Earnestness has become associated with childish escapism. Today’s storytellers seem almost abashed to depict characters who earnestly strive for goodness and truth. The superheroes who aren’t dark and gritty anti-heroes are typically portrayed as goofy or tongue-in-cheek. For example, in the most recent MCU film Thor: Love and Thunder, Thor is anything but “dark.” But he is also a bumbling buffoon. The implication is obvious: “It’s just silly entertainment, but everyone knows the real world isn’t bright and optimistic like that!” As society drifts further away from hope and belief in God, it makes sense that divine, god-like heroes suddenly feel outdated.
Striving Toward an Ideal
The current fixation on deeply flawed heroes may stem from the wider conversation on identity and our longing for affirmation. Flawed, imperfect anti-heroes affirm us. They suggest that “heroes look just like you.” They have anger problems, act selfishly, and battle against themselves as much as against their enemies. Heroes like Superman, on the other hand, make us feel inadequate or powerless. They’re too good to be true, so why bother?
But the power of an ideal is not in achieving the end goal but in the constant striving for it. It is about the journey as much as the destination. This concept is biblical. In the Sermon on the Mount, Jesus declared, “Be perfect, therefore, as your heavenly Father is perfect” (Matthew 5:48). Perfection is a lofty, unachievable ideal. The remark comes right after Christ paints an idealistic picture for his followers to love their enemies. Christians have struggled to live up to that teaching ever since, but it remains a worthy goal.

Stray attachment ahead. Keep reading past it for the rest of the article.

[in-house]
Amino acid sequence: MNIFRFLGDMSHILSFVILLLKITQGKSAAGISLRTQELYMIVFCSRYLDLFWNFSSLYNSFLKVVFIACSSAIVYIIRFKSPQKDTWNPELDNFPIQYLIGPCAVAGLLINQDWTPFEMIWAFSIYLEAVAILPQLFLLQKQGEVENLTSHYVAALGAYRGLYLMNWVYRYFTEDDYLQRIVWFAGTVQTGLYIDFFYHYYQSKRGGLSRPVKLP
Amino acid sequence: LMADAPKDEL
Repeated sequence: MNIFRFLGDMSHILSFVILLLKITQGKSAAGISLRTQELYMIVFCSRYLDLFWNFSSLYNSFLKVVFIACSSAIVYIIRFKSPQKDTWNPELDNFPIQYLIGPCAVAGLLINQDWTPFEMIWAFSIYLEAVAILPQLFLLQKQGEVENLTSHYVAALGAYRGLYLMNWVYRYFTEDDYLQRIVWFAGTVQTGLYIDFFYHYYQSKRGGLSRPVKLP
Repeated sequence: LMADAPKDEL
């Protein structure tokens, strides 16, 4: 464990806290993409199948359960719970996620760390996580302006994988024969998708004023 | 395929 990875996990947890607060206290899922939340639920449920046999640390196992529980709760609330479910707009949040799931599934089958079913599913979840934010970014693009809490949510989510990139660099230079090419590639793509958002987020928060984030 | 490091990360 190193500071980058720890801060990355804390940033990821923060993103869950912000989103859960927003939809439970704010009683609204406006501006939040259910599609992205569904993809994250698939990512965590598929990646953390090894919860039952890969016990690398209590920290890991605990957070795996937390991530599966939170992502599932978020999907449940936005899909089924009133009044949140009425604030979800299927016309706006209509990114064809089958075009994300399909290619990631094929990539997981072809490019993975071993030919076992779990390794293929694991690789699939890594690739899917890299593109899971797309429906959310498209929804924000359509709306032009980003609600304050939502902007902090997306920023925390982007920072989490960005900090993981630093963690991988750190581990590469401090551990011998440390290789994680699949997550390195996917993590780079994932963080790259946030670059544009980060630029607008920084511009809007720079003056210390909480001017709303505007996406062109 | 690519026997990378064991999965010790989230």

To the church in Corinth, the Apostle Paul took on the responsibility of setting the example: “You are to imitate me, just as I imitate Christ” (1 Corinthians 11:1). The Corinthians were ultimately called to reflect Christ, not Paul. But the apostle provided a tangible (if imperfect) example for them to follow.
There is power in ideals, in gazing high and striving toward lofty ends. Ideals don’t imply childish naivety about the harsh realities in the world; they are motivators to overcome those realities, even just a little.
In fact, all superheroes—even the dark, gritty ones—represent ideals. The challenge of all superhero stories is to inspire ordinary people through characters who are anything but ordinary. They are, by definition, not just heroes. They are superheroes.
There’s certainly a place for flawed, relatable anti-heroes. Many of the best comic-book stories ever told have showcased such characters. There are valuable lessons to be learned through watching characters struggle against their flawed nature.
There is also a need for idealistic heroes. For characters who remind us of the goodness and truth that are difficult to see in our present circumstances. Some heroes enable us to make sense of our dark world; others help us remember that there is more to life than the darkness around us. Superman has spent a lot of time watching from the sidelines. But it feels as though there is a quiet rumbling in our culture for his inevitable return. Superman is a symbol and a powerful reminder that goodness wins. Christians can be encouraged by the knowledge that this divine ideal is not, in fact, too good to be true.